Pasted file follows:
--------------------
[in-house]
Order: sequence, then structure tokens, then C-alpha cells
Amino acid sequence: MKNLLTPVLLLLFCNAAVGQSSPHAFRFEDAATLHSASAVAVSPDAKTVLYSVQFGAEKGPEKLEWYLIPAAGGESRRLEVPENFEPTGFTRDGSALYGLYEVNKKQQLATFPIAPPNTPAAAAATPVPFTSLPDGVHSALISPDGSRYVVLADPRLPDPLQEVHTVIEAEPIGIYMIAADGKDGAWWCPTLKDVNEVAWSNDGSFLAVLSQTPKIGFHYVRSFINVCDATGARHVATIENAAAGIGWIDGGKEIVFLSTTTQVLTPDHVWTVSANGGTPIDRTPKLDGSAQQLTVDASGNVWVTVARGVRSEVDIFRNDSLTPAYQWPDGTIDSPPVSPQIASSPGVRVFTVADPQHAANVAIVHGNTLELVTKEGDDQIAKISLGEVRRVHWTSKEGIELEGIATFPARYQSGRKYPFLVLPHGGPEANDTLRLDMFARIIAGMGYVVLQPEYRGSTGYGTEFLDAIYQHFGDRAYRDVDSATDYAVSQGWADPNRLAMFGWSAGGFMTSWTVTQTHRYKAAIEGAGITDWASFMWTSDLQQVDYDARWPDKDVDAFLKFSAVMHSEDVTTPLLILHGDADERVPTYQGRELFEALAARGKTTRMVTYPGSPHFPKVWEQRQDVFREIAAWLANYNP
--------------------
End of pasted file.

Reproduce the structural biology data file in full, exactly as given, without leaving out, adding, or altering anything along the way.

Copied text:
[in-house]
Order: sequence, then structure tokens, then C-alpha cells
Amino acid sequence: MKNLLTPVLLLLFCNAAVGQSSPHAFRFEDAATLHSASAVAVSPDAKTVLYSVQFGAEKGPEKLEWYLIPAAGGESRRLEVPENFEPTGFTRDGSALYGLYEVNKKQQLATFPIAPPNTPAAAAATPVPFTSLPDGVHSALISPDGSRYVVLADPRLPDPLQEVHTVIEAEPIGIYMIAADGKDGAWWCPTLKDVNEVAWSNDGSFLAVLSQTPKIGFHYVRSFINVCDATGARHVATIENAAAGIGWIDGGKEIVFLSTTTQVLTPDHVWTVSANGGTPIDRTPKLDGSAQQLTVDASGNVWVTVARGVRSEVDIFRNDSLTPAYQWPDGTIDSPPVSPQIASSPGVRVFTVADPQHAANVAIVHGNTLELVTKEGDDQIAKISLGEVRRVHWTSKEGIELEGIATFPARYQSGRKYPFLVLPHGGPEANDTLRLDMFARIIAGMGYVVLQPEYRGSTGYGTEFLDAIYQHFGDRAYRDVDSATDYAVSQGWADPNRLAMFGWSAGGFMTSWTVTQTHRYKAAIEGAGITDWASFMWTSDLQQVDYDARWPDKDVDAFLKFSAVMHSEDVTTPLLILHGDADERVPTYQGRELFEALAARGKTTRMVTYPGSPHFPKVWEQRQDVFREIAAWLANYNP